Foreign-trained doctors in the UK were found to comprise 60.5% of all proven sexual assault cases in the NHS in the last three year.
23 out of 38 sexual assault cases were committed by doctors who were trained overseas, according to The Daily Mail.
Theses cases include indecent behavior as well as rape and other forms of sexual assault.
Following the revelation of the eye-opening statistics, the NHS is seeking to reduce the number of ethnic minority medical professionals hauled in front of disciplinary meetings.
Britain has 95,000 doctors from black and minority backgrounds and are twice as likely to be called to disciplinary meetings over their white colleagues.
Nurses of black and minority backgrounds face a similarly disproportionate rate of disciplinary action.
The report emerged after a high profile sexual misconduct case where a Czech-trained medical professional, Anush Babu, was discovered secretly filming female patients for years.
Prerana Issar, who is the NHS’ chief people officer, on the disproportionate rates of disciplinary action, said “It is not acceptable that if you come from some backgrounds, you are more likely to enter the formal disciplinary process, stay in it longer and have more career-limiting outcomes. We must change this and quickly.”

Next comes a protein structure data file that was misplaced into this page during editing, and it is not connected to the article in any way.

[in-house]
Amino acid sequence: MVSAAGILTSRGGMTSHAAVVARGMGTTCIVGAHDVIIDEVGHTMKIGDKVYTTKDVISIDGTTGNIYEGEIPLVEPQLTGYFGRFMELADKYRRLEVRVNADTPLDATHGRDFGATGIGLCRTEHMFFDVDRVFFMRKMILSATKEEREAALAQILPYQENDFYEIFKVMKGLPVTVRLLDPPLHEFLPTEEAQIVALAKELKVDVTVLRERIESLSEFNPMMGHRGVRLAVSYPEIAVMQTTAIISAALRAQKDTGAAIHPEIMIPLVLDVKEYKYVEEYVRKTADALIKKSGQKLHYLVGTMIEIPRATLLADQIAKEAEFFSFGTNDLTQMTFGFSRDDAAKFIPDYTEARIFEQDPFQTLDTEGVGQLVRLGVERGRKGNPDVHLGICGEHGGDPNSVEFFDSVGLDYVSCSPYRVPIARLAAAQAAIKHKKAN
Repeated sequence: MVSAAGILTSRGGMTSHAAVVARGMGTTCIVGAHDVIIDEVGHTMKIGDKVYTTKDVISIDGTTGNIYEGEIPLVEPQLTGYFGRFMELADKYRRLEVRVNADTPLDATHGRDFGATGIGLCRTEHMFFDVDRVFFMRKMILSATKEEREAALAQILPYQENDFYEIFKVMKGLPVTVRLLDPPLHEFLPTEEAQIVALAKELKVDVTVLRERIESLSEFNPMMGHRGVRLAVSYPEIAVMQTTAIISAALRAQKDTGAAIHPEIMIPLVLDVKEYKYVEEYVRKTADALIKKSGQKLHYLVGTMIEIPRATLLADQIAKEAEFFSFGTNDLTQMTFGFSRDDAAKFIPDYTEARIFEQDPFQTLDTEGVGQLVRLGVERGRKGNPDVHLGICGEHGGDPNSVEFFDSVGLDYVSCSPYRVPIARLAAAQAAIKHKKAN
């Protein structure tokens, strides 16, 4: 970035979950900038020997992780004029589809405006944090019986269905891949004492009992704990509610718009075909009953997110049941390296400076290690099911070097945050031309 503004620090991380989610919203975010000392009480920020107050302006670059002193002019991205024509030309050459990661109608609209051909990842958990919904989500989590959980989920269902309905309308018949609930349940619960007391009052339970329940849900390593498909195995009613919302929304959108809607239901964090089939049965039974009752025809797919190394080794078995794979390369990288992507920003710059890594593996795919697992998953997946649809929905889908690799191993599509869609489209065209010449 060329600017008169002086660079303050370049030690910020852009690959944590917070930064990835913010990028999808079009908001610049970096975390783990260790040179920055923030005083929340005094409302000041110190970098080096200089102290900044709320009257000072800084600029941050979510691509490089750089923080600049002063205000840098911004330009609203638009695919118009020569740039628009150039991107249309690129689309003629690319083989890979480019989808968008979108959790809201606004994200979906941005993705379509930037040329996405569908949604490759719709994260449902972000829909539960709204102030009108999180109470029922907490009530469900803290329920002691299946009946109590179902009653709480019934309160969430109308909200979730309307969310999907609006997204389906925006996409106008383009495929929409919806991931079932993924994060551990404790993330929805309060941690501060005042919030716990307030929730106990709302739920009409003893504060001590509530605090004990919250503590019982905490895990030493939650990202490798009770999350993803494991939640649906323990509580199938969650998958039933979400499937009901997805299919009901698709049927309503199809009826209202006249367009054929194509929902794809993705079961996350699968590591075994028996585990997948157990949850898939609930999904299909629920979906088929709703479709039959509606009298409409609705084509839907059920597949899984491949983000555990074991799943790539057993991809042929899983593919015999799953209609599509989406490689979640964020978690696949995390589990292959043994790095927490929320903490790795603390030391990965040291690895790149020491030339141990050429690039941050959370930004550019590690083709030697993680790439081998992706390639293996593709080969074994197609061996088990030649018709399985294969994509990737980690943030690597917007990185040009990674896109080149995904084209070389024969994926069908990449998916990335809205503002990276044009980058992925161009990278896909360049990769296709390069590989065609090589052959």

A retired consultant surgeon, J. Meirion Thomas, who worked in the NHS for 30 years, said “Complaints of sexual misconduct, and other matters against doctors, should be assessed irrespective of ethnicity. Applying any other criteria risks that some complaints may not be properly investigated.”
An NHS spokesperson said “Where allegations are made it is right that they are thoroughly investigated and any appropriate action taken, regardless of someone’s ethnicity or where they trained. But it is also right that all NHS staff feel they will be treated fairly and not face discrimination, which is what this guidance sets out to achieve.”
An internal report found “no evidence of [racial] bias” in its disciplinary procedures. Instead, however, it suggested that black and minority doctors weren’t being given sufficient assistance, some claimed to feel “isolated” and “treated as outsiders.”